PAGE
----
The instructors included at least two scientists: Yazid Sufaat, a U.S.-trained biochemist who is now in custody in Malaysia, and a Pakistani microbiologist who U.S. officials have declined to name. At Derunta, U.S. forces discovered castor oil and equipment for making ricin. "There is a lot of evidence of crude attempts to produce ricin," at Derunta, said a U.S. intelligence official who spoke on condition he not be identified by name.
After al Qaeda lost Afghan camps to invading U.S. forces in late 2001, Benchellali's chemical training shifted to the Pankisi Gorge, a lawless area in Georgia that borders Chechnya, the separatist republic in southern Russia, French authorities say. The existence of makeshift laboratories and training camps in the mountainous region has been documented by the Georgian government, which moved to close the camps early last year. Benchellali told police he had planned to join the Chechen rebels but was thwarted in his attempts to cross into Russia. He decided instead to return to France, taking with him new skills and a network of contacts spanning most of Western Europe.
Lab in a Spare Room
The apartment in suburban Lyon to which Benchellali returned two years ago is small but tidy, its thin green carpet and modest furnishings showing meticulous care. The dominant feature is a wall-length bookshelf filled with handsome brown leather volumes with titles in gold Arabic script. A young girl who answered the door recently explained that the dwelling had been nearly empty for weeks: Since early January, three members of the family -- both parents and a brother -- have been jailed pending trial on charges they aided Menad Benchellali's attempts to make ricin.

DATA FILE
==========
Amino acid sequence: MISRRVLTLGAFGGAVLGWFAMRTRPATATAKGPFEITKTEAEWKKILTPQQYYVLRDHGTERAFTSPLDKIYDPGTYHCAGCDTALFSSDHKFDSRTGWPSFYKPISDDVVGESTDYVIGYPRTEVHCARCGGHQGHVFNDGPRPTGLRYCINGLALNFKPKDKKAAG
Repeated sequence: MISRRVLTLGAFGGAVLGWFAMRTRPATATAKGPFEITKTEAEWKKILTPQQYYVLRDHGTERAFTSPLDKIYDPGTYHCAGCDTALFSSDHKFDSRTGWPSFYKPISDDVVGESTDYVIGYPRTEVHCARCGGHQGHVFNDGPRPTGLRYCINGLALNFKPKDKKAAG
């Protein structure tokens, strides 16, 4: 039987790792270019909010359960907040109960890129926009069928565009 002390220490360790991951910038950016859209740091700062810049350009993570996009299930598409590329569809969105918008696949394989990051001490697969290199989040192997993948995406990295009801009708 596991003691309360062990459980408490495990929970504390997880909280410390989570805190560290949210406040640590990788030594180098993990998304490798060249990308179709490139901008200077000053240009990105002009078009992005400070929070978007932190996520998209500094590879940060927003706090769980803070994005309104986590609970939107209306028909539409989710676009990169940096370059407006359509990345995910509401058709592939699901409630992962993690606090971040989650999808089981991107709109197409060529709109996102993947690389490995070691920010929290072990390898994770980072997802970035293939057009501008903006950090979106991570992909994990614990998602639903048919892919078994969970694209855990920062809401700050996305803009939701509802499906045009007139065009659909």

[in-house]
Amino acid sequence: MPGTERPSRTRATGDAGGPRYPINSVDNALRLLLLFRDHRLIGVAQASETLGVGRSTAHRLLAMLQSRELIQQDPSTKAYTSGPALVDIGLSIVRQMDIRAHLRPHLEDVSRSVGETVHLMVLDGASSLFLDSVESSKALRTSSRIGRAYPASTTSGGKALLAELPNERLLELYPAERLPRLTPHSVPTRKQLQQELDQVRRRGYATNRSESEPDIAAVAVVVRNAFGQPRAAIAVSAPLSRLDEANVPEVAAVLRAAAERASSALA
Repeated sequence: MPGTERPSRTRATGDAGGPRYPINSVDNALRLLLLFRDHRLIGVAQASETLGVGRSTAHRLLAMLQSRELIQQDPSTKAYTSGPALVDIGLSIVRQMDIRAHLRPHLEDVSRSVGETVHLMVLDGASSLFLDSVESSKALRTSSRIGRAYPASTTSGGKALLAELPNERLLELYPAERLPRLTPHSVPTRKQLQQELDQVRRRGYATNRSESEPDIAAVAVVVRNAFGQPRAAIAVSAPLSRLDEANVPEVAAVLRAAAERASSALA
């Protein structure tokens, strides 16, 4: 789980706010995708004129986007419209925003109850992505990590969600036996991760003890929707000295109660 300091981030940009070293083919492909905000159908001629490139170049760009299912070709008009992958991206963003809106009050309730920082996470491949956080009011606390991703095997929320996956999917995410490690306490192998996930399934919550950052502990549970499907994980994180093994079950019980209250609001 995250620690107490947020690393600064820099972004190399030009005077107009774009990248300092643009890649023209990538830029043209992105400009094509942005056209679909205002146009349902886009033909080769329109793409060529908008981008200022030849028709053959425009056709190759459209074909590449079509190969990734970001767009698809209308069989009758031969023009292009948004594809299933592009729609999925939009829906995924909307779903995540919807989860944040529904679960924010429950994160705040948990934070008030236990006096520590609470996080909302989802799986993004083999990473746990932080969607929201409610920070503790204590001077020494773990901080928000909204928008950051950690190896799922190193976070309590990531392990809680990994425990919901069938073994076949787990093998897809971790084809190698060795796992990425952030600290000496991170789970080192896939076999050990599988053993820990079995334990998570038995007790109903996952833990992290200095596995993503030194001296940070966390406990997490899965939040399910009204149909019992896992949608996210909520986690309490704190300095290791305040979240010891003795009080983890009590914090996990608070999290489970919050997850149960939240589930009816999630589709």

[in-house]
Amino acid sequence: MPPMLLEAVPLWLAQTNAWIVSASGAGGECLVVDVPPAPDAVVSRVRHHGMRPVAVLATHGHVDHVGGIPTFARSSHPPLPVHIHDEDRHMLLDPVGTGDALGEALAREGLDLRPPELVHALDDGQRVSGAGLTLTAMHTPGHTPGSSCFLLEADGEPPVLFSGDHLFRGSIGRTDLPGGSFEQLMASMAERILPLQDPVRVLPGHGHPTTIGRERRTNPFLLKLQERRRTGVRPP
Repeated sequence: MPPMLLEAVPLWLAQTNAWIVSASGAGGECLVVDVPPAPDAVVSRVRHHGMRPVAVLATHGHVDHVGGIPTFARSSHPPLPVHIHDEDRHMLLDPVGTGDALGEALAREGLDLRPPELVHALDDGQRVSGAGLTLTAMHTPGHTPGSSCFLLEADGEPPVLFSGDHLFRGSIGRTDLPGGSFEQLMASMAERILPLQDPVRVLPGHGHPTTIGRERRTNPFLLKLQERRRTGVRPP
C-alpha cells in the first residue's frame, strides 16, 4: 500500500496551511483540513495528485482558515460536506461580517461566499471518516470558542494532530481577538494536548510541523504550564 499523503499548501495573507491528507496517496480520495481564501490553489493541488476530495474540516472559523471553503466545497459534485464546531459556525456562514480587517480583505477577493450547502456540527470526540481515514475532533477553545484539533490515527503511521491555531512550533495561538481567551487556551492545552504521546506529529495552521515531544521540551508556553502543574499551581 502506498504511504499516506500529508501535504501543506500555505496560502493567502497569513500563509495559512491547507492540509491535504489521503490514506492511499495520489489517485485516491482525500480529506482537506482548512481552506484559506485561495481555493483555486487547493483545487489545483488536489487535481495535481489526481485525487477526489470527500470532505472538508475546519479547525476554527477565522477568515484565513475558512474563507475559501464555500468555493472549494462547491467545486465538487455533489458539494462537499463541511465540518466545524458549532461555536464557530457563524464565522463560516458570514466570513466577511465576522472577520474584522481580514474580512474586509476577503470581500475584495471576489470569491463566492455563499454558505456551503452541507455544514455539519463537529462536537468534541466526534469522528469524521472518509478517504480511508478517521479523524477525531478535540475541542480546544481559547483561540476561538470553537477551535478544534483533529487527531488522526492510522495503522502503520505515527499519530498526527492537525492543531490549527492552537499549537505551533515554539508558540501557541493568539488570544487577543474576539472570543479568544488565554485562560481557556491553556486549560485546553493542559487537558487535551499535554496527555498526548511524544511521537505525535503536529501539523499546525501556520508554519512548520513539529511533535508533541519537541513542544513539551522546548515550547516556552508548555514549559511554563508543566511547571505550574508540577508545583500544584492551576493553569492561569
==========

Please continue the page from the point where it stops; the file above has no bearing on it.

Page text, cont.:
The lab was located in a spare bedroom that doubled by day as a sewing room. French police say Benchellali, fresh from training camp in the Pankisi Gorge, would lock himself in the room and work through the night on his mysterious projects, the nature of which he kept to himself. In fact, French police say, he was experimenting with a variation of one of the recipes he learned abroad: a ricin concoction laced with the toxin that causes botulism. While extremely toxic, ricin can be extracted using rudimentary kitchen equipment and can be handled without danger if a person takes basic precautions.
Family members acknowledged to police that they sometimes ran errands for Benchellali, picking up lab equipment and bottles of acetone from a local market. Acetone is used in the processing of the castor beans. "Menad would tell me what he needed, and I would make a list," one of his sisters told police, according to a transcript of her interrogation, which was relayed by a French investigator.
Benchellali's mother, Hafsa, told police she became concerned after finding strange potions and liquids scattered around her sewing room following one of her son's all-night sessions. But when she confronted her son, he warned her to stay away. "He said it was dangerous," the woman said, according to the transcript, "and it was better if I didn't know what he was doing."
© 2004 The Washington Post Company
Police officers walk past worshipers after a raid on the Finsbury Park mosque in north London in January 2003, when police found castor beans, traces of ricin and equipment for making the toxin in an apartment.
(Toby Melville -- Reuters)